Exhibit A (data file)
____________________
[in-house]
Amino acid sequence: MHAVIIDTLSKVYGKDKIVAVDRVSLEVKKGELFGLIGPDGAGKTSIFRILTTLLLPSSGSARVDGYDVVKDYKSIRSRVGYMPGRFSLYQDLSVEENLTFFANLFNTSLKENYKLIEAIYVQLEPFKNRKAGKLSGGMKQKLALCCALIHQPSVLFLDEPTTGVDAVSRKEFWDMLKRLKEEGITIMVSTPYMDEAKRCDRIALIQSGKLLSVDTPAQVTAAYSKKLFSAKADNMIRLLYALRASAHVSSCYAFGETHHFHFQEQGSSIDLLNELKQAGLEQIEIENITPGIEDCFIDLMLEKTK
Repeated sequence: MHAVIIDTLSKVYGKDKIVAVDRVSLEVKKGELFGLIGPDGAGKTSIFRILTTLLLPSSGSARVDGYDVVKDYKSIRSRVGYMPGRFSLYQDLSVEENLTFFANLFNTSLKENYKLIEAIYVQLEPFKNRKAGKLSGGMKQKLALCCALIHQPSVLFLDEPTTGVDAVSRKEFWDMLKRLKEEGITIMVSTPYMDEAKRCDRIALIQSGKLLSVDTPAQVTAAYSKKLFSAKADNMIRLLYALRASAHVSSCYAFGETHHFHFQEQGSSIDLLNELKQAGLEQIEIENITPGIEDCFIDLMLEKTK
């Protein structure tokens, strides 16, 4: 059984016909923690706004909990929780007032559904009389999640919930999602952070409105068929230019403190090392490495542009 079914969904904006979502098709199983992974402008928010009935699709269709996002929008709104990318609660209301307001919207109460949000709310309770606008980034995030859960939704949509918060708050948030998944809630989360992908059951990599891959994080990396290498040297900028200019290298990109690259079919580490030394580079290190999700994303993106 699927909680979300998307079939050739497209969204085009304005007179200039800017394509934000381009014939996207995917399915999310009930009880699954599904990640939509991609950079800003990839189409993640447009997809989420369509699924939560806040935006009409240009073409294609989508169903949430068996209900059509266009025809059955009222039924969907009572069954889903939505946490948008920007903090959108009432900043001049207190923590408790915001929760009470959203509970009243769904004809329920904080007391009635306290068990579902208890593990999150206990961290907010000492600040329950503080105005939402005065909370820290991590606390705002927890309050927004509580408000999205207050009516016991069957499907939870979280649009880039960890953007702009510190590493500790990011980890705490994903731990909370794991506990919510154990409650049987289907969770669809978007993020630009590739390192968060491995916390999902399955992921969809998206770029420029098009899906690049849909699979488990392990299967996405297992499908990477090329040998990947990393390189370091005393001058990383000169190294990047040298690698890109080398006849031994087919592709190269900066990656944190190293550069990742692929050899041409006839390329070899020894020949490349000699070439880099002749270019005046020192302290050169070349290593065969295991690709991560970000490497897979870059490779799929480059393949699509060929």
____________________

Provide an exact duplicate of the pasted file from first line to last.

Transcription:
[in-house]
Amino acid sequence: MHAVIIDTLSKVYGKDKIVAVDRVSLEVKKGELFGLIGPDGAGKTSIFRILTTLLLPSSGSARVDGYDVVKDYKSIRSRVGYMPGRFSLYQDLSVEENLTFFANLFNTSLKENYKLIEAIYVQLEPFKNRKAGKLSGGMKQKLALCCALIHQPSVLFLDEPTTGVDAVSRKEFWDMLKRLKEEGITIMVSTPYMDEAKRCDRIALIQSGKLLSVDTPAQVTAAYSKKLFSAKADNMIRLLYALRASAHVSSCYAFGETHHFHFQEQGSSIDLLNELKQAGLEQIEIENITPGIEDCFIDLMLEKTK
Repeated sequence: MHAVIIDTLSKVYGKDKIVAVDRVSLEVKKGELFGLIGPDGAGKTSIFRILTTLLLPSSGSARVDGYDVVKDYKSIRSRVGYMPGRFSLYQDLSVEENLTFFANLFNTSLKENYKLIEAIYVQLEPFKNRKAGKLSGGMKQKLALCCALIHQPSVLFLDEPTTGVDAVSRKEFWDMLKRLKEEGITIMVSTPYMDEAKRCDRIALIQSGKLLSVDTPAQVTAAYSKKLFSAKADNMIRLLYALRASAHVSSCYAFGETHHFHFQEQGSSIDLLNELKQAGLEQIEIENITPGIEDCFIDLMLEKTK
């Protein structure tokens, strides 16, 4: 059984016909923690706004909990929780007032559904009389999640919930999602952070409105068929230019403190090392490495542009 079914969904904006979502098709199983992974402008928010009935699709269709996002929008709104990318609660209301307001919207109460949000709310309770606008980034995030859960939704949509918060708050948030998944809630989360992908059951990599891959994080990396290498040297900028200019290298990109690259079919580490030394580079290190999700994303993106 699927909680979300998307079939050739497209969204085009304005007179200039800017394509934000381009014939996207995917399915999310009930009880699954599904990640939509991609950079800003990839189409993640447009997809989420369509699924939560806040935006009409240009073409294609989508169903949430068996209900059509266009025809059955009222039924969907009572069954889903939505946490948008920007903090959108009432900043001049207190923590408790915001929760009470959203509970009243769904004809329920904080007391009635306290068990579902208890593990999150206990961290907010000492600040329950503080105005939402005065909370820290991590606390705002927890309050927004509580408000999205207050009516016991069957499907939870979280649009880039960890953007702009510190590493500790990011980890705490994903731990909370794991506990919510154990409650049987289907969770669809978007993020630009590739390192968060491995916390999902399955992921969809998206770029420029098009899906690049849909699979488990392990299967996405297992499908990477090329040998990947990393390189370091005393001058990383000169190294990047040298690698890109080398006849031994087919592709190269900066990656944190190293550069990742692929050899041409006839390329070899020894020949490349000699070439880099002749270019005046020192302290050169070349290593065969295991690709991560970000490497897979870059490779799929480059393949699509060929």